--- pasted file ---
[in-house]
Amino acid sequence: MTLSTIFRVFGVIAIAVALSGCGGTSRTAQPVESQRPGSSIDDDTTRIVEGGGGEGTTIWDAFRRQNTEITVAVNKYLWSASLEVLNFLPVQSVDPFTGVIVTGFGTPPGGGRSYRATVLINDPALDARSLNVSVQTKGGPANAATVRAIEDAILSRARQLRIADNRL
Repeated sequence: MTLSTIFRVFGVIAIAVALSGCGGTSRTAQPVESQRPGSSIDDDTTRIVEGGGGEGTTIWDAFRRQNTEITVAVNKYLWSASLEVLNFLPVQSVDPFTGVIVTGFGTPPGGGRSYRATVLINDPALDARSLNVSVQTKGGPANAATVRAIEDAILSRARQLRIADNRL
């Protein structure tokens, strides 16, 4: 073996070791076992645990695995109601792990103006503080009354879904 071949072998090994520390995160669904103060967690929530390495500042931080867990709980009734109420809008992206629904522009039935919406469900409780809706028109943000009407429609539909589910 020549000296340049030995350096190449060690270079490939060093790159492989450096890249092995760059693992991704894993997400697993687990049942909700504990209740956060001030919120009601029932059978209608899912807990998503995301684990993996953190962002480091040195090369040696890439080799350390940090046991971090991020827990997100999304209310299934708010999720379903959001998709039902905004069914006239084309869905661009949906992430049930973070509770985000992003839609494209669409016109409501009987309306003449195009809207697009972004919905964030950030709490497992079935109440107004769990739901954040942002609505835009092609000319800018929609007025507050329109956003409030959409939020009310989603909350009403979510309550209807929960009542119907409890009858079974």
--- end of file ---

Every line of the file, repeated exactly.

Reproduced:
[in-house]
Amino acid sequence: MTLSTIFRVFGVIAIAVALSGCGGTSRTAQPVESQRPGSSIDDDTTRIVEGGGGEGTTIWDAFRRQNTEITVAVNKYLWSASLEVLNFLPVQSVDPFTGVIVTGFGTPPGGGRSYRATVLINDPALDARSLNVSVQTKGGPANAATVRAIEDAILSRARQLRIADNRL
Repeated sequence: MTLSTIFRVFGVIAIAVALSGCGGTSRTAQPVESQRPGSSIDDDTTRIVEGGGGEGTTIWDAFRRQNTEITVAVNKYLWSASLEVLNFLPVQSVDPFTGVIVTGFGTPPGGGRSYRATVLINDPALDARSLNVSVQTKGGPANAATVRAIEDAILSRARQLRIADNRL
């Protein structure tokens, strides 16, 4: 073996070791076992645990695995109601792990103006503080009354879904 071949072998090994520390995160669904103060967690929530390495500042931080867990709980009734109420809008992206629904522009039935919406469900409780809706028109943000009407429609539909589910 020549000296340049030995350096190449060690270079490939060093790159492989450096890249092995760059693992991704894993997400697993687990049942909700504990209740956060001030919120009601029932059978209608899912807990998503995301684990993996953190962002480091040195090369040696890439080799350390940090046991971090991020827990997100999304209310299934708010999720379903959001998709039902905004069914006239084309869905661009949906992430049930973070509770985000992003839609494209669409016109409501009987309306003449195009809207697009972004919905964030950030709490497992079935109440107004769990739901954040942002609505835009092609000319800018929609007025507050329109956003409030959409939020009310989603909350009403979510309550209807929960009542119907409890009858079974």